NGI The Weekly Gas Market Report
Canadian producers, inspired by optimism about continued growthin exports to the United States, have staked new claims on northernnatural gas drilling prospects and taken a step into Alaska. TenCalgary-based gas developers secured 2,950 square miles of resourcerights in the central Mackenzie Valley district of the NorthwestTerritories.
The action spelled commitment to drill rather than building landinventories. In Canada, northern prospects are obtained by biddingwork pledges rather than cash at auctions held by the federalgovernment. The companies made combined commitments to do C$57.5million (US$39.6 million) in exploration work over the next eightyears.
The buyers included household names of the Canadian gasexploration community: Anderson Resources (an arm of AndersonExploration), Northrock Resources, Berkley Petroleum, EOG ResourcesCanada (the new name for Enron Oil and Gas), International FrontierResources, Pacific Rodera Ventures, AEC West (a division of AlbertaEnergy Co.), Renaissance Energy, Paramount Resources and CanadianNatural Resources.
At the same time, Alberta Energy’s wholly-owned AEC Oil &Gas (USA) Inc. farmed into a drilling play on land and offshore inshallow waters near the Prudhoe Bay oilfield. The Canadiancompany’s agreement with Phillips Alaska and Chevron U.S.A. coversabout 220 square miles of hunting grounds, including prospectsbilled as hot, named McCovey offshore and Grizzly Gomo on the NorthSlope. The drilling campaign is scheduled to start at McCovey byfirst-quarter 2001, where AEC will earn a one-third interest in anydiscovery. Phillips and Chevron retain one-third each. AECdescribed its Alaskan step in the same language the Canadians areusing to explain the revival of drilling in the NorthwestTerritories after a pause since the mid-1980s — as a blow tostrengthen “longer-term” growth prospects.
In the Canadian producer, pipeline and regulatory communities,there is widespread consensus that a northern pipeline is truly athand this time. Its construction is held to be six to eight yearsdown the road after making due allowances for lengthy regulatoryproceedings, although senior federal government officials sayprivately that the pace could quicken if a cold winter or two causesteep price spikes and light a fire under U.S. interest in thenorth.
The officials say up to half a dozen proposals are in variousgestation stages. All are permutations and combinations of twodormant northern pipeline megaprojects left over from the 1970s andearly ’80s: the Alaska Natural Gas Transportation System, and aMackenzie Valley route. In Canada, regional leaders have alreadychosen up sides, with the Yukon government backing ANGTS while theNorthwest Territories supports a Mackenzie line.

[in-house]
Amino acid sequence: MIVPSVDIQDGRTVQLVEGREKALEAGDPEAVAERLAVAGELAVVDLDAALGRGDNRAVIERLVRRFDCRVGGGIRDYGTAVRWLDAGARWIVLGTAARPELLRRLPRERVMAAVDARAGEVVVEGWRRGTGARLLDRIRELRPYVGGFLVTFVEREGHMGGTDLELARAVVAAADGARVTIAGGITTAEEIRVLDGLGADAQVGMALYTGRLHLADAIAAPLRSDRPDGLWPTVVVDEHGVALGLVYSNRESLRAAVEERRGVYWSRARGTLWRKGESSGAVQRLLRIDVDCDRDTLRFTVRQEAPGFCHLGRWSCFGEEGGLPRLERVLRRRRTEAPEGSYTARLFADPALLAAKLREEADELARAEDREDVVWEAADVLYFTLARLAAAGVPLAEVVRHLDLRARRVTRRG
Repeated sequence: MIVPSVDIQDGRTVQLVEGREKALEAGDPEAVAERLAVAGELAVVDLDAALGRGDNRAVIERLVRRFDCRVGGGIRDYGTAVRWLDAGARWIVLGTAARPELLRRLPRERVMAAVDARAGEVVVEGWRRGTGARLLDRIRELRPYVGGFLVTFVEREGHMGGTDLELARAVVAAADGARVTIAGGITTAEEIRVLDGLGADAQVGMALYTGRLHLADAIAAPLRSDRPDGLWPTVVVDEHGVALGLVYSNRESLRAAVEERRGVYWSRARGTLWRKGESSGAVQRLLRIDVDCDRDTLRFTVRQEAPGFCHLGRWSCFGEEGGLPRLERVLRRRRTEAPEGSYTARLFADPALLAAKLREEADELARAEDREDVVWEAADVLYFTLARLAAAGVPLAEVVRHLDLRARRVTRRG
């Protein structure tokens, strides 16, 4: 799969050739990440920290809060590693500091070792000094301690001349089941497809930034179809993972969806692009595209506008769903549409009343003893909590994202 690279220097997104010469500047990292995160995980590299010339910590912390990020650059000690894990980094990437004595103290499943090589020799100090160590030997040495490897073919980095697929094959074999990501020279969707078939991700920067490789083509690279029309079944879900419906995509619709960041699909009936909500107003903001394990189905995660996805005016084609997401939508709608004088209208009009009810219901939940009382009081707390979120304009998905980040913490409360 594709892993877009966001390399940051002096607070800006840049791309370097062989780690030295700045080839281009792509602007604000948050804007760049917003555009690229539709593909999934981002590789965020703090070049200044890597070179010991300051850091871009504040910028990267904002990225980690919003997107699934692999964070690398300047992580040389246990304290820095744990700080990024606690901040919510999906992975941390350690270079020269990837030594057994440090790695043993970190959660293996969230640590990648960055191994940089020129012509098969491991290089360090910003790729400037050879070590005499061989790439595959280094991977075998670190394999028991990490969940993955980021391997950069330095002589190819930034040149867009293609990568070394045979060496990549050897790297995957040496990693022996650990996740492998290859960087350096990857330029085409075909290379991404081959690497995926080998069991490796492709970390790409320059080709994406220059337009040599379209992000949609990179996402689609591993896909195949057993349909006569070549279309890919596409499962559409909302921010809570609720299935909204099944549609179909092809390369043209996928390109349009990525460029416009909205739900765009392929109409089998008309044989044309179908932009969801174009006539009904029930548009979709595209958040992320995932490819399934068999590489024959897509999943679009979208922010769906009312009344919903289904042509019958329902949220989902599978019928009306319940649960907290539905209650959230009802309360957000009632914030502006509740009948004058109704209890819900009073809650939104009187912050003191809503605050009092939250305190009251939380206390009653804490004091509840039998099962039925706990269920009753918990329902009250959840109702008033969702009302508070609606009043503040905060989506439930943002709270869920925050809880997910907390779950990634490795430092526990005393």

The northern hunt is expected to accelerate again this month,with an auction Aug. 14 of drilling prospects on the Canadiananswer to the North Slope — the Beaufort Sea-Mackenzie Deltaregion. As a result of heavy interest, federal authorities posted1,133 square miles of properties for sale in 10 parcels scatteredacross much of the Delta and extending into shallow waters of theBeaufort. The forces driving the northern revival were put inperspective by the latest quarterly report on the international gastrade from the U.S. Department of Energy’s fossil fuels branch.
In a historical review, the agency pointed out that Canadianexporters have been in growth mode since the onset of energy freetrade.Between 1985 and 1999, the annual volume of Canadiandeliveries to the U.S. multiplied 3.6-fold to 3.37 Tcf from 926Bcf. The Canadian share of the U.S. gas market grew 3.3-fold to15.4% from 4.6%. Revenues quadrupled to US$7.3 billion last yearfrom US$1.8 billion in 1985.
The U.S. Energy Department added that all the evidence it seessuggests that both the volumes of Canadian exports and their shareof the American gas markets “should continue their upward trend forthe foreseeable future.”
In Washington, the government analysts suggest theircounterparts in Natural Resources Canada have been “veryconservative” with their current forecast, which says gas exportswill take until 2005 to reach 4 Tcf then only grow to 4.1 trillionby 2010. The Canadian outlook assumes no new pipeline projects.
Besides the northern revival, that official conservatismexcludes possibilities being discussed within the industry for anexpansion of Maritimes & Northeast Pipeline or even an entirelynew East Coast export route as a result of a drilling campaignunder way by PanCanadian Petroleum and others to expand on theoperations base established with the Sable Offshore Energy Project.
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